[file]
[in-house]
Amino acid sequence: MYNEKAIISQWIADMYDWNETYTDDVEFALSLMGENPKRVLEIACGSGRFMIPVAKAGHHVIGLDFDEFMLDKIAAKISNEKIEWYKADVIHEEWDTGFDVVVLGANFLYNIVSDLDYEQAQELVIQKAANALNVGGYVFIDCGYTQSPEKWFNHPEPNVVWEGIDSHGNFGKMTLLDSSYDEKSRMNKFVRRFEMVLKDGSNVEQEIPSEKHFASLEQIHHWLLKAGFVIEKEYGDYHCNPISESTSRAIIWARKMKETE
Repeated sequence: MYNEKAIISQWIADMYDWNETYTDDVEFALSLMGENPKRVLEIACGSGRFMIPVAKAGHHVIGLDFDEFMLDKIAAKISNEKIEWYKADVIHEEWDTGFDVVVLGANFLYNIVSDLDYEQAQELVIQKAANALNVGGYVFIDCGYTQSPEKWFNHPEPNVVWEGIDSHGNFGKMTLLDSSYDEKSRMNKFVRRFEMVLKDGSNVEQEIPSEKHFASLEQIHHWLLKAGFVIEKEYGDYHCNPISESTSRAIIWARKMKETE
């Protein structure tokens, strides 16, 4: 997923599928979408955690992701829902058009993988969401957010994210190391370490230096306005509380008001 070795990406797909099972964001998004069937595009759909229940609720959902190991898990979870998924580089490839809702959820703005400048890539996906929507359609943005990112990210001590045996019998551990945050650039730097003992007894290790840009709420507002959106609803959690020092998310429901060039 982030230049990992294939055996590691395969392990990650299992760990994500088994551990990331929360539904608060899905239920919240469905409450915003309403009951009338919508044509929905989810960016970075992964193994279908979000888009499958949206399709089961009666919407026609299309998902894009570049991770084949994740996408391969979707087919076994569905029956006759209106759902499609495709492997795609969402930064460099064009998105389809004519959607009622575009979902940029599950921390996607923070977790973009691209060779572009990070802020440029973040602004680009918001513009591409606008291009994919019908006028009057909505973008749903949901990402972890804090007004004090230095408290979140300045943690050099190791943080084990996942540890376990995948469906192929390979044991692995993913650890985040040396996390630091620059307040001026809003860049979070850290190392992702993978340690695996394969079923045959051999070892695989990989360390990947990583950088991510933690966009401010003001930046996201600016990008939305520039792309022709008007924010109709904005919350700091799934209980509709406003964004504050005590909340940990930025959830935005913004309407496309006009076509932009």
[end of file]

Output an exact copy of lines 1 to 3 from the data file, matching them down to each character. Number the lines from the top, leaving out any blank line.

[in-house]
Amino acid sequence: MYNEKAIISQWIADMYDWNETYTDDVEFALSLMGENPKRVLEIACGSGRFMIPVAKAGHHVIGLDFDEFMLDKIAAKISNEKIEWYKADVIHEEWDTGFDVVVLGANFLYNIVSDLDYEQAQELVIQKAANALNVGGYVFIDCGYTQSPEKWFNHPEPNVVWEGIDSHGNFGKMTLLDSSYDEKSRMNKFVRRFEMVLKDGSNVEQEIPSEKHFASLEQIHHWLLKAGFVIEKEYGDYHCNPISESTSRAIIWARKMKETE
Repeated sequence: MYNEKAIISQWIADMYDWNETYTDDVEFALSLMGENPKRVLEIACGSGRFMIPVAKAGHHVIGLDFDEFMLDKIAAKISNEKIEWYKADVIHEEWDTGFDVVVLGANFLYNIVSDLDYEQAQELVIQKAANALNVGGYVFIDCGYTQSPEKWFNHPEPNVVWEGIDSHGNFGKMTLLDSSYDEKSRMNKFVRRFEMVLKDGSNVEQEIPSEKHFASLEQIHHWLLKAGFVIEKEYGDYHCNPISESTSRAIIWARKMKETE